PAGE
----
Germany has a long tradition when it comes to Mulled Wine. The oldest documented Glühwein tankard dates back to 1420. It belonged Count John IV of Katzenelnbogen who is said to be the very first vintner to ever have planted the Riesling grape on a large scale. Glühwein is the traditional German Christmas drink. It’s not only sold on every Christmas-market but also cooked a home.


1) Traditional Glühwein

Traditional Glühwein is based on red wine. Usually a very young and fruity wine is used to produce Glühwein. The wine should not have more than 12% or 12.5% alcohol by volume. Citrus, cinnamon sticks, cloves and star aniseed are the most important spices for traditional German Glühwein. Depending on how strong you want your Glühwein you have to add Orange juice. If you want to try Glühwein at home then follow these simple instructions: Heat 0,75 liters of red wine and 0,25l of orange juice in a pot. But be careful – don’t let it boil! Cut 1/2 orange and 1 lemon into slices. Add them together with 3 cloves,  2 cinnamon sticks, and 2 star aniseed to the wine. Let everything cook for around 15 minutes but once again don’t let it boil. Use a colander to separate the Glühwein from the spices and serve it in tankards. Of course this is just one of many possible ways to prepare Glühwein and there is no right or wrong recipe. Just make sure that it tastes like Christmas!

2) White Glühwein


Now that winter is officially here and the holidays are squarely upon us, my mind tends to reminisce over holidays past.  One of my most vivid memories of the holiday season is a December spent in Munich.  It was almost magical walking through the Christkindlmarkt at night shopping for handmade tree ornaments with the smell of Glühwein and roasted chestnuts in the chilly air while snow blanketed the city and environs.  I’m slightly envious that vinoinlove lives in Munich, but I think that makes him a great source for a good Glühwein recipe.  So on some cold winter’s night in the coming months, you may want to try one of these to warm and cheer you.  He’s been thoughtful enough to include recipes for some additional German beverage specialties in addition to the mulled wines.  Oh!  And …


Night Harvest Sauvignon Blanc

First done possibly as early as the 1970’s in California, night harvesting grapes for winemaking is becoming the rule rather than the exception.  A practice that is more common with grapes for white wines, it is nonetheless also observed by some for red harvests as well.  According to a 2011 article in USA Today, two-thirds of grapes picked for winemaking in California are picked at night.  Since California has approximately 58% of the U.S. market (per the Wine Institute), my calculator tells me this means at least 40% of the wines being consumed in the U.S. are made from grapes harvested in the wee hours.  I say “at least” because this isn’t just a California phenomenon.  Night harvesting has gone global.  Why?  The Napa Valley Register tells us that “Vineyard managers say night harvests bring in grapes with better sugar levels, acid and ‘aromatics’ — the scents that linger after the grapes go into the bottle.”  And they bring in grapes at a more consistent temperature which gives the wineries more control over a key facet in the process.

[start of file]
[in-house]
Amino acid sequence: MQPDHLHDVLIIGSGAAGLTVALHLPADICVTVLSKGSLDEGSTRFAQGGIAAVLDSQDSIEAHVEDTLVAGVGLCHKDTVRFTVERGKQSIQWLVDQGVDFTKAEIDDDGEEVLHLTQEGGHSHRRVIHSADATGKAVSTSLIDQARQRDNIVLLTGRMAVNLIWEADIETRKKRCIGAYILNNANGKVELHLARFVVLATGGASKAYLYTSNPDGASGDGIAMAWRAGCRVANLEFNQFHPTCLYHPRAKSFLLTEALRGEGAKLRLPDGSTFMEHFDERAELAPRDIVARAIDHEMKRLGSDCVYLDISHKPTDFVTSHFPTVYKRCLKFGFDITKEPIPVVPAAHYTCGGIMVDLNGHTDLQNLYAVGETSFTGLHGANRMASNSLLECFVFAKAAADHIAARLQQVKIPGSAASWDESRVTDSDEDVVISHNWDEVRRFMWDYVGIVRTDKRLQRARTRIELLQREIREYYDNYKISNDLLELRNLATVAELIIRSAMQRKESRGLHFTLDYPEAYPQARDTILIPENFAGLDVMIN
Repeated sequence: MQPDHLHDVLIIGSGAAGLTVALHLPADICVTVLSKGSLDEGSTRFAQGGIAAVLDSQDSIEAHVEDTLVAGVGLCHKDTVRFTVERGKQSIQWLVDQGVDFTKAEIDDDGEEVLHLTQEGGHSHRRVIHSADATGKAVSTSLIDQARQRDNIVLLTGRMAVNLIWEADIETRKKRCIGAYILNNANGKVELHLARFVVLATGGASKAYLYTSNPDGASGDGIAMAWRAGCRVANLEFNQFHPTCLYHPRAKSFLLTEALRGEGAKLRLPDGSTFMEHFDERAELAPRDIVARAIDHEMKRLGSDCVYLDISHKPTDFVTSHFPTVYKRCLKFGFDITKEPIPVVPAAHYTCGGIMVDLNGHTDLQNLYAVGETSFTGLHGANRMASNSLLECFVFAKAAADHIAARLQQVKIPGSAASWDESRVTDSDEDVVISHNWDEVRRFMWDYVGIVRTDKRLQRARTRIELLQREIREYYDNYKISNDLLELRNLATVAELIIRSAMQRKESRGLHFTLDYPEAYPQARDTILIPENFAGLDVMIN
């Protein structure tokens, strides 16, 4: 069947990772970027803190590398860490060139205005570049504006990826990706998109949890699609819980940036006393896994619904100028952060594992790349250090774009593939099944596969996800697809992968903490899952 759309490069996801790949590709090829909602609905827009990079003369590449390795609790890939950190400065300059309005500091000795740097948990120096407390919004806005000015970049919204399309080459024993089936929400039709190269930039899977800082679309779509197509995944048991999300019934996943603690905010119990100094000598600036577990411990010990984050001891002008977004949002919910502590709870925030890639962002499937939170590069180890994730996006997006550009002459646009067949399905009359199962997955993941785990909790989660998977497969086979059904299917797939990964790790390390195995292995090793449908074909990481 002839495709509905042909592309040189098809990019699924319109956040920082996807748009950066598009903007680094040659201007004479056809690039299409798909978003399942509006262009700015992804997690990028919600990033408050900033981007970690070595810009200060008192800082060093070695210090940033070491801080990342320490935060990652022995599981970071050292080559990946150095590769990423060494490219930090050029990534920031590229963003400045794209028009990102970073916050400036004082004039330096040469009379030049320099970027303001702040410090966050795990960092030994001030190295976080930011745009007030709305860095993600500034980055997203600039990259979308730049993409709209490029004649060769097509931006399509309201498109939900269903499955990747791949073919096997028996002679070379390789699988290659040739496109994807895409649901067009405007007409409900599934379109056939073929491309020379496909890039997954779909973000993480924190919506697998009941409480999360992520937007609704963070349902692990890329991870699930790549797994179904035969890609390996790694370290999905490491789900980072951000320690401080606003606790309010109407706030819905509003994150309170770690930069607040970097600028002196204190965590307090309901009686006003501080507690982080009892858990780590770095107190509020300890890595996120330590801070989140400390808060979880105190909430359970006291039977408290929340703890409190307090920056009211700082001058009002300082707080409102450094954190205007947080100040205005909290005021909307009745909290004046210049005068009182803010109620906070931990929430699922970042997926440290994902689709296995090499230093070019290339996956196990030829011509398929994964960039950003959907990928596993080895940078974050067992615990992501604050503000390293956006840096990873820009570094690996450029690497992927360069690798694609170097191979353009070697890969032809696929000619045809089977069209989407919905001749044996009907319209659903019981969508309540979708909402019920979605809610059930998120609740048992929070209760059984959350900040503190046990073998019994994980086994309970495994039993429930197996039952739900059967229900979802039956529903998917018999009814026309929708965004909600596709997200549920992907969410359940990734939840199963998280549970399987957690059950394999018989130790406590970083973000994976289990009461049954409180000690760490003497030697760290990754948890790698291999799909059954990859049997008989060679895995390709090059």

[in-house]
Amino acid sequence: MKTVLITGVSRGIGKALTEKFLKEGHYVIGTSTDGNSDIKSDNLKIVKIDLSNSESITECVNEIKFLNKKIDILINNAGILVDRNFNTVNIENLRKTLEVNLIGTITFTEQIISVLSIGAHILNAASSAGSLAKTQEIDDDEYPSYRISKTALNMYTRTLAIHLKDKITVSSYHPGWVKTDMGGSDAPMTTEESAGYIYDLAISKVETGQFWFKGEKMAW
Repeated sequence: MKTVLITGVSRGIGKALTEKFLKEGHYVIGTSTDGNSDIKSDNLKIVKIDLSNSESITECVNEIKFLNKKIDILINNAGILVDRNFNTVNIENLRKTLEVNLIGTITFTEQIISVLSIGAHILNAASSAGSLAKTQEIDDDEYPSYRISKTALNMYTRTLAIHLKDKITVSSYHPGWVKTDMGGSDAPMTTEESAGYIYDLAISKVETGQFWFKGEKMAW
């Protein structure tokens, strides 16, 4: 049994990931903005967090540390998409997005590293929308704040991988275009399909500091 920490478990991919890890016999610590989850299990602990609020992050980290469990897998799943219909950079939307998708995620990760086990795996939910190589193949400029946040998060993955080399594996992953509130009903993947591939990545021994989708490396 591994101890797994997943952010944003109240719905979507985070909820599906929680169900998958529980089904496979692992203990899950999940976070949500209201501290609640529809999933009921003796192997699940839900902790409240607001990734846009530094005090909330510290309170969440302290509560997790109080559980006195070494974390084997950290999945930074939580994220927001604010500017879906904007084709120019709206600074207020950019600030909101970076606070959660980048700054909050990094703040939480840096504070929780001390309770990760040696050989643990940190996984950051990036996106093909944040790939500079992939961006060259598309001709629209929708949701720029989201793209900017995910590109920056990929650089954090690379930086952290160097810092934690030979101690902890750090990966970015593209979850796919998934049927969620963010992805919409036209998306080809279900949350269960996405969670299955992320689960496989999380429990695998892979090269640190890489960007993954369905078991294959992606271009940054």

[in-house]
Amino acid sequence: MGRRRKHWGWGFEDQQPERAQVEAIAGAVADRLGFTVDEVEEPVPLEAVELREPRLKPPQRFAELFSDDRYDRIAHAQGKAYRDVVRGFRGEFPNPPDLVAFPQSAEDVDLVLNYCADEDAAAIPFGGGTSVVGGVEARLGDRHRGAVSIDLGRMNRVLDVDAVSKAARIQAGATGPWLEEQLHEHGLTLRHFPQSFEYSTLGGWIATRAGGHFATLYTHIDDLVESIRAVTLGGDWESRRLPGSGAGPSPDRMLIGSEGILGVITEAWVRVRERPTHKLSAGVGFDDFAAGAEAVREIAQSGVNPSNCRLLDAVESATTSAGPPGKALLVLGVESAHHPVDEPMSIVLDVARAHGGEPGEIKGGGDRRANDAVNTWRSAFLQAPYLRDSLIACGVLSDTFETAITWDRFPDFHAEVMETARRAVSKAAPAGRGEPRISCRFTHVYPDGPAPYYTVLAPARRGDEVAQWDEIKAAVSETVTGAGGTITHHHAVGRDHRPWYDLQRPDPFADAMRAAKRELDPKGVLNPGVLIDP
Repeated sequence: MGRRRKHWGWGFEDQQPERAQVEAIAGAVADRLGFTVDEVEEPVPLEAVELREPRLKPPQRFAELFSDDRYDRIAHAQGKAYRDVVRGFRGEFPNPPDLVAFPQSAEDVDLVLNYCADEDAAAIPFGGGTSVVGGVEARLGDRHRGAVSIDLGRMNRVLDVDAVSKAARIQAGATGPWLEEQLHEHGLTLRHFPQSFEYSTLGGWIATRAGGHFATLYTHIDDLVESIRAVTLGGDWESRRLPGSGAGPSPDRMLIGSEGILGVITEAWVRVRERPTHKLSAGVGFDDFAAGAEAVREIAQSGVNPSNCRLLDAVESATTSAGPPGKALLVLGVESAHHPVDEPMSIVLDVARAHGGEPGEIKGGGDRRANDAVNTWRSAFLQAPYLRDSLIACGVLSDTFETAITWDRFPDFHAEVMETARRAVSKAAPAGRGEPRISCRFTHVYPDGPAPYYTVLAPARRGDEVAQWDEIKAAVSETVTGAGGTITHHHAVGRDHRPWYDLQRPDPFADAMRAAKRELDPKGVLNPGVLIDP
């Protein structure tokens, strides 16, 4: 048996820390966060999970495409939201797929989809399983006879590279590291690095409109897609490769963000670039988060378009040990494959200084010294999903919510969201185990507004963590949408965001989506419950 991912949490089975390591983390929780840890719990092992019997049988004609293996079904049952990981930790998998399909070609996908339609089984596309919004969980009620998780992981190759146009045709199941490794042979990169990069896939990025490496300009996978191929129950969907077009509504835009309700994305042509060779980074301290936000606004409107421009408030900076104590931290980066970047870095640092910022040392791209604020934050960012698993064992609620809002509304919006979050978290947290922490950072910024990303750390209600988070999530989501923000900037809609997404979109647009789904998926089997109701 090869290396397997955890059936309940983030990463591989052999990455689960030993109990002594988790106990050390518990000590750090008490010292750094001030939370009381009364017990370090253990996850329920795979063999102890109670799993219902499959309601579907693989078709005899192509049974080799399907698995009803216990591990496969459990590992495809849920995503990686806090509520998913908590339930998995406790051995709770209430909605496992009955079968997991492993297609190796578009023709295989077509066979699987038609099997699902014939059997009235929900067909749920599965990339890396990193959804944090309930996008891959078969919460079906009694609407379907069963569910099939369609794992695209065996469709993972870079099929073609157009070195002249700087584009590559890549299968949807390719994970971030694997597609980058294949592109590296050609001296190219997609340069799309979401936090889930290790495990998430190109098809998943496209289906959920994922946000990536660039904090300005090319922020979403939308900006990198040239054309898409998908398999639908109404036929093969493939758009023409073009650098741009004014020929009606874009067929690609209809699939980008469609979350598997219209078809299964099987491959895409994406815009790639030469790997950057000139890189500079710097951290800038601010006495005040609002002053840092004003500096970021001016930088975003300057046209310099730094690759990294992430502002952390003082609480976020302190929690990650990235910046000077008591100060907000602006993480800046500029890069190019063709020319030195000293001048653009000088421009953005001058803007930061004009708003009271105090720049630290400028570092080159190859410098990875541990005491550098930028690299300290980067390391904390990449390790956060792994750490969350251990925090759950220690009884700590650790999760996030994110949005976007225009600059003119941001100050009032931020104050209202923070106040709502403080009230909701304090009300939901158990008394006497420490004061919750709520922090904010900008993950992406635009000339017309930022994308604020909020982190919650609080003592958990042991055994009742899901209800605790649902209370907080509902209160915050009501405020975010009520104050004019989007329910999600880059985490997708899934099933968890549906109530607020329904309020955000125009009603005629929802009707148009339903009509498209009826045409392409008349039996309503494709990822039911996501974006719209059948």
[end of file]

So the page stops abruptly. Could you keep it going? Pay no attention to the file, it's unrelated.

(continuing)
The most interesting item I found listed in the pro column for night harvests is energy savings.  I’ll have to admit, that claim gave me pause.  I mean, if you’re picking at night you have to manufacture your own light, right?  And that means you’re consuming energy – most often via diesel generators – to create your illumination.  Somehow that didn’t conjure up an image I’d classify as environmentally friendly.  Yet vintners say because the grapes have to be cooled to something in the region of 55 degrees Fahrenheit prior to crushing and because harvest days can be as warm as 80, 90 even 100 degrees, harvesting the grapes in the cool of the night and reducing the need for significant pre-crush cooling presents a very significant energy savings.  Well, all right!  I’ve been schooled.

SauvignonBlancHere’s what the R.H. Phillips folks had to say about their Night Harvest label on it’s reintroduction in 2006.  “Night Harvest by R.H. Phillips is made with 80 percent estate-grown grapes, blended with a small amount of coastal fruit to round out the flavors.”  They go on to say, “In keeping with the winery’s rich history, R.H. Phillips harvests all of its estate-grown fruit between 9 p.m. and 7 a.m. Now more of an industry-wide practice in the wine business, R.H. Phillips first harvested under the stars in 1983, a practice pioneered by the founding family, the Giguieres.”

Winemaker:  Night Harvest by R.H. Phillips
Varietal:  Sauvignon Blanc
Vintage:  NV
Appellation:  California
Price:  $6.99 at Whole Foods

Notes:  Pale straw in the glass, this non-vintage Sauvignon Blanc was light-bodied with good acidity.  Alcohol was at 13.5%.  On the nose I caught whiffs of apple, pear and citrus.  On the tongue I found plentiful grapefruit flavor with apple, pear, and hints of spice.  It had a very slight creaminess to it as well.  On the finish there was a dose of grass which then lingered intertwined with echos of grapefruit.  Not half bad for an inexpensive white wine from the grocery store!